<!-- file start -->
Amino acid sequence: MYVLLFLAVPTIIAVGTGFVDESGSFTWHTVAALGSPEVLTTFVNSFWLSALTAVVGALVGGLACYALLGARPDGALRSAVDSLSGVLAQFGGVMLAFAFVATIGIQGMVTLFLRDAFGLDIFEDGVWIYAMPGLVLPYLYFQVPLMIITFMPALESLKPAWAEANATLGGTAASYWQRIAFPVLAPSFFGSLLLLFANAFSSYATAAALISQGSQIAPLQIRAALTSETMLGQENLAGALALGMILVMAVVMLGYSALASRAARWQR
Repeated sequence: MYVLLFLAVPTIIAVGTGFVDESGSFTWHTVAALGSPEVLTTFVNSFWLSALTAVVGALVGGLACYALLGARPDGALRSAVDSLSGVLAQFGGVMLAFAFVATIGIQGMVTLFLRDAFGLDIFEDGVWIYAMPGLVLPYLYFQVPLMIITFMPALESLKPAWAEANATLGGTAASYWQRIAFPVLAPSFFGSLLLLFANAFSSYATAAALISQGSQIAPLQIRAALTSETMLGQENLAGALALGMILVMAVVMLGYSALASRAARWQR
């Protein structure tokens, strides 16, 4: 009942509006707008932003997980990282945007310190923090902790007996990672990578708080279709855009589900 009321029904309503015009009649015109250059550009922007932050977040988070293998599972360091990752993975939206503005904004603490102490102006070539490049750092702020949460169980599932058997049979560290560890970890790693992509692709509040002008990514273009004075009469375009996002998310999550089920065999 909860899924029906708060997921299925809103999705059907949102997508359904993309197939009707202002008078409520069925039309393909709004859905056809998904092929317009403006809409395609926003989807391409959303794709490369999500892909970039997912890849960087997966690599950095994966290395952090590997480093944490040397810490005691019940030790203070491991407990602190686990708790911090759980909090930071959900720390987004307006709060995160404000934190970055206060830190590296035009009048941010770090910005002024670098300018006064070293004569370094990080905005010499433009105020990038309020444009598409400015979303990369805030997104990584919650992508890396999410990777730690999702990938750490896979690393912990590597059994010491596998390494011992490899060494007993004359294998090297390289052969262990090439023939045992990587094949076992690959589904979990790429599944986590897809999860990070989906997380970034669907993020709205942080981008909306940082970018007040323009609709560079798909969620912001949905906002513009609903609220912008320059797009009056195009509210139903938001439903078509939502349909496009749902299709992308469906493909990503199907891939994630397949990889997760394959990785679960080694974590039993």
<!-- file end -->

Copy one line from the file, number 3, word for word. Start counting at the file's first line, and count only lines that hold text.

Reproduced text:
């Protein structure tokens, strides 16, 4: 009942509006707008932003997980990282945007310190923090902790007996990672990578708080279709855009589900 009321029904309503015009009649015109250059550009922007932050977040988070293998599972360091990752993975939206503005904004603490102490102006070539490049750092702020949460169980599932058997049979560290560890970890790693992509692709509040002008990514273009004075009469375009996002998310999550089920065999 909860899924029906708060997921299925809103999705059907949102997508359904993309197939009707202002008078409520069925039309393909709004859905056809998904092929317009403006809409395609926003989807391409959303794709490369999500892909970039997912890849960087997966690599950095994966290395952090590997480093944490040397810490005691019940030790203070491991407990602190686990708790911090759980909090930071959900720390987004307006709060995160404000934190970055206060830190590296035009009048941010770090910005002024670098300018006064070293004569370094990080905005010499433009105020990038309020444009598409400015979303990369805030997104990584919650992508890396999410990777730690999702990938750490896979690393912990590597059994010491596998390494011992490899060494007993004359294998090297390289052969262990090439023939045992990587094949076992690959589904979990790429599944986590897809999860990070989906997380970034669907993020709205942080981008909306940082970018007040323009609709560079798909969620912001949905906002513009609903609220912008320059797009009056195009509210139903938001439903078509939502349909496009749902299709992308469906493909990503199907891939994630397949990889997760394959990785679960080694974590039993």